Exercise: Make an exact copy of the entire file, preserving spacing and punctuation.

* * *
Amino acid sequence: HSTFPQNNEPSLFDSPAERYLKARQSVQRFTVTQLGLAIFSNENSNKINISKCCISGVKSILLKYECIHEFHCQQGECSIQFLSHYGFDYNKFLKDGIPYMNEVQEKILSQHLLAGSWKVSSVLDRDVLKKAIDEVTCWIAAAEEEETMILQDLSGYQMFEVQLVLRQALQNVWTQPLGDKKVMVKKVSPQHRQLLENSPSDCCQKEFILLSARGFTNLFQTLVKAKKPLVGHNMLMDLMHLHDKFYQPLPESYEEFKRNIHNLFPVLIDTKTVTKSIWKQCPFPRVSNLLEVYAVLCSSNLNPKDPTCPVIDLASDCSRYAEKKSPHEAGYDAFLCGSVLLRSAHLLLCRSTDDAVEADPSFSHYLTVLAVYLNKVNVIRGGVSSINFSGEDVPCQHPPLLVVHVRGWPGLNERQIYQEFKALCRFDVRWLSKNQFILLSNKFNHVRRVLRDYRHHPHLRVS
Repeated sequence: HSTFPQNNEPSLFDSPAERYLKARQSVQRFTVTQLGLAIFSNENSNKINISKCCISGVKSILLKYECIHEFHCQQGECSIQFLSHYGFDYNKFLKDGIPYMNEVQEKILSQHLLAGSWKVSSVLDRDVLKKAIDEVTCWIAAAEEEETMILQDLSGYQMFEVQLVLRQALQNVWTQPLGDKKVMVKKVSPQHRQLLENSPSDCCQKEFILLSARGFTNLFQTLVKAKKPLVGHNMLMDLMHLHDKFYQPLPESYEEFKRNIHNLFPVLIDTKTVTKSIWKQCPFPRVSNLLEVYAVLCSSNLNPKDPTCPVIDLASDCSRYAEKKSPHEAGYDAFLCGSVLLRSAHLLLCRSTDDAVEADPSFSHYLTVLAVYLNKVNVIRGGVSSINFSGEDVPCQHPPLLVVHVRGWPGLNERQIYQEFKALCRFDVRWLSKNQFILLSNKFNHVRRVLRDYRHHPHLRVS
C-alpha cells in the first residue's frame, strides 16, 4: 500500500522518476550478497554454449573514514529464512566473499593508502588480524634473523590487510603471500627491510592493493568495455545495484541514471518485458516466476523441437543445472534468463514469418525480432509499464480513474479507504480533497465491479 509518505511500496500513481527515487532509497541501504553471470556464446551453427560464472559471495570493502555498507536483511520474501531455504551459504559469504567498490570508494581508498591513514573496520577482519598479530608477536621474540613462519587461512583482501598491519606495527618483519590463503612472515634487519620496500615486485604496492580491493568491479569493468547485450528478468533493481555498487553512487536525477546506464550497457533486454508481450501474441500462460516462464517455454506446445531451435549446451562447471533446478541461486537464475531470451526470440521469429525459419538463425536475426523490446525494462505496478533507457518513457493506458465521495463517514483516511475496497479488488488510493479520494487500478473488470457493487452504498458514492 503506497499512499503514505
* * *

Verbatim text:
Amino acid sequence: HSTFPQNNEPSLFDSPAERYLKARQSVQRFTVTQLGLAIFSNENSNKINISKCCISGVKSILLKYECIHEFHCQQGECSIQFLSHYGFDYNKFLKDGIPYMNEVQEKILSQHLLAGSWKVSSVLDRDVLKKAIDEVTCWIAAAEEEETMILQDLSGYQMFEVQLVLRQALQNVWTQPLGDKKVMVKKVSPQHRQLLENSPSDCCQKEFILLSARGFTNLFQTLVKAKKPLVGHNMLMDLMHLHDKFYQPLPESYEEFKRNIHNLFPVLIDTKTVTKSIWKQCPFPRVSNLLEVYAVLCSSNLNPKDPTCPVIDLASDCSRYAEKKSPHEAGYDAFLCGSVLLRSAHLLLCRSTDDAVEADPSFSHYLTVLAVYLNKVNVIRGGVSSINFSGEDVPCQHPPLLVVHVRGWPGLNERQIYQEFKALCRFDVRWLSKNQFILLSNKFNHVRRVLRDYRHHPHLRVS
Repeated sequence: HSTFPQNNEPSLFDSPAERYLKARQSVQRFTVTQLGLAIFSNENSNKINISKCCISGVKSILLKYECIHEFHCQQGECSIQFLSHYGFDYNKFLKDGIPYMNEVQEKILSQHLLAGSWKVSSVLDRDVLKKAIDEVTCWIAAAEEEETMILQDLSGYQMFEVQLVLRQALQNVWTQPLGDKKVMVKKVSPQHRQLLENSPSDCCQKEFILLSARGFTNLFQTLVKAKKPLVGHNMLMDLMHLHDKFYQPLPESYEEFKRNIHNLFPVLIDTKTVTKSIWKQCPFPRVSNLLEVYAVLCSSNLNPKDPTCPVIDLASDCSRYAEKKSPHEAGYDAFLCGSVLLRSAHLLLCRSTDDAVEADPSFSHYLTVLAVYLNKVNVIRGGVSSINFSGEDVPCQHPPLLVVHVRGWPGLNERQIYQEFKALCRFDVRWLSKNQFILLSNKFNHVRRVLRDYRHHPHLRVS
C-alpha cells in the first residue's frame, strides 16, 4: 500500500522518476550478497554454449573514514529464512566473499593508502588480524634473523590487510603471500627491510592493493568495455545495484541514471518485458516466476523441437543445472534468463514469418525480432509499464480513474479507504480533497465491479 509518505511500496500513481527515487532509497541501504553471470556464446551453427560464472559471495570493502555498507536483511520474501531455504551459504559469504567498490570508494581508498591513514573496520577482519598479530608477536621474540613462519587461512583482501598491519606495527618483519590463503612472515634487519620496500615486485604496492580491493568491479569493468547485450528478468533493481555498487553512487536525477546506464550497457533486454508481450501474441500462460516462464517455454506446445531451435549446451562447471533446478541461486537464475531470451526470440521469429525459419538463425536475426523490446525494462505496478533507457518513457493506458465521495463517514483516511475496497479488488488510493479520494487500478473488470457493487452504498458514492 503506497499512499503514505